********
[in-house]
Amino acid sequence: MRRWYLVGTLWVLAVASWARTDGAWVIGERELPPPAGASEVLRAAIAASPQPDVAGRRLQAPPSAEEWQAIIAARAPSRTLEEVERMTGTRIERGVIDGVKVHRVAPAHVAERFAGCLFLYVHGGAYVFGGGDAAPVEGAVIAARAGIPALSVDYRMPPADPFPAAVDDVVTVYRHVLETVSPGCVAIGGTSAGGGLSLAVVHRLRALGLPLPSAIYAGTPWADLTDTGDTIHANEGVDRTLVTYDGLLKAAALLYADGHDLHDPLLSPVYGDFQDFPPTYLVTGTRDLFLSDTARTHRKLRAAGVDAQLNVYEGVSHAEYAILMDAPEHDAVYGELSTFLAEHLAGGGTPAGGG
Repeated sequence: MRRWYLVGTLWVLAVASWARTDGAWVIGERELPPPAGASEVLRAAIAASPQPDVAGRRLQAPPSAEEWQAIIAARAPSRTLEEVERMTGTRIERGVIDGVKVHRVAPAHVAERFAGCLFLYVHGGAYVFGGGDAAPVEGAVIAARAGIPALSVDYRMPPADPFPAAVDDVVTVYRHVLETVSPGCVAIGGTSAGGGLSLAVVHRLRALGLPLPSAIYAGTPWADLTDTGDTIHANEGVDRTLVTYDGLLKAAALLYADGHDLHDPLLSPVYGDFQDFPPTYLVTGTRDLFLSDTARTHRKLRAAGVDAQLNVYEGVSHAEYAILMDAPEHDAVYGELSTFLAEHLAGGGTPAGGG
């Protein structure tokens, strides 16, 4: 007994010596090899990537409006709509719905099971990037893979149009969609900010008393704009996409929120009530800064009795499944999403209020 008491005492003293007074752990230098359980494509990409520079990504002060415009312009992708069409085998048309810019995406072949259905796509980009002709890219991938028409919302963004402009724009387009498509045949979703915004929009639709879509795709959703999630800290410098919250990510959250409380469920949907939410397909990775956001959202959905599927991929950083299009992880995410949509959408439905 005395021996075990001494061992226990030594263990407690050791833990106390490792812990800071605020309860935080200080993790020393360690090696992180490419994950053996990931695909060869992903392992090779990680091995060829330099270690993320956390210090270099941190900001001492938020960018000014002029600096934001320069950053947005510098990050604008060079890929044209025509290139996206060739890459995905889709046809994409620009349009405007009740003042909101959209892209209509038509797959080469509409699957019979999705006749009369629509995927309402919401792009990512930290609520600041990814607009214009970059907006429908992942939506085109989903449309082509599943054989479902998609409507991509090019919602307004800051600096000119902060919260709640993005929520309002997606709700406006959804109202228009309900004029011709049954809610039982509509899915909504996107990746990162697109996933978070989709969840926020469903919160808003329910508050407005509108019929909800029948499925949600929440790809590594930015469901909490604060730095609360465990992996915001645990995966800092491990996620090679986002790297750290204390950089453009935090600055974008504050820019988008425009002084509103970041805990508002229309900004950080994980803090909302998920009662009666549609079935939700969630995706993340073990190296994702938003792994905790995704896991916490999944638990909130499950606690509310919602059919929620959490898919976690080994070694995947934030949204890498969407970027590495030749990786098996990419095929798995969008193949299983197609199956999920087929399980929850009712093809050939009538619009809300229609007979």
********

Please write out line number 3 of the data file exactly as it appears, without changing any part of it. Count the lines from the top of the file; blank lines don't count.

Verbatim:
Repeated sequence: MRRWYLVGTLWVLAVASWARTDGAWVIGERELPPPAGASEVLRAAIAASPQPDVAGRRLQAPPSAEEWQAIIAARAPSRTLEEVERMTGTRIERGVIDGVKVHRVAPAHVAERFAGCLFLYVHGGAYVFGGGDAAPVEGAVIAARAGIPALSVDYRMPPADPFPAAVDDVVTVYRHVLETVSPGCVAIGGTSAGGGLSLAVVHRLRALGLPLPSAIYAGTPWADLTDTGDTIHANEGVDRTLVTYDGLLKAAALLYADGHDLHDPLLSPVYGDFQDFPPTYLVTGTRDLFLSDTARTHRKLRAAGVDAQLNVYEGVSHAEYAILMDAPEHDAVYGELSTFLAEHLAGGGTPAGGG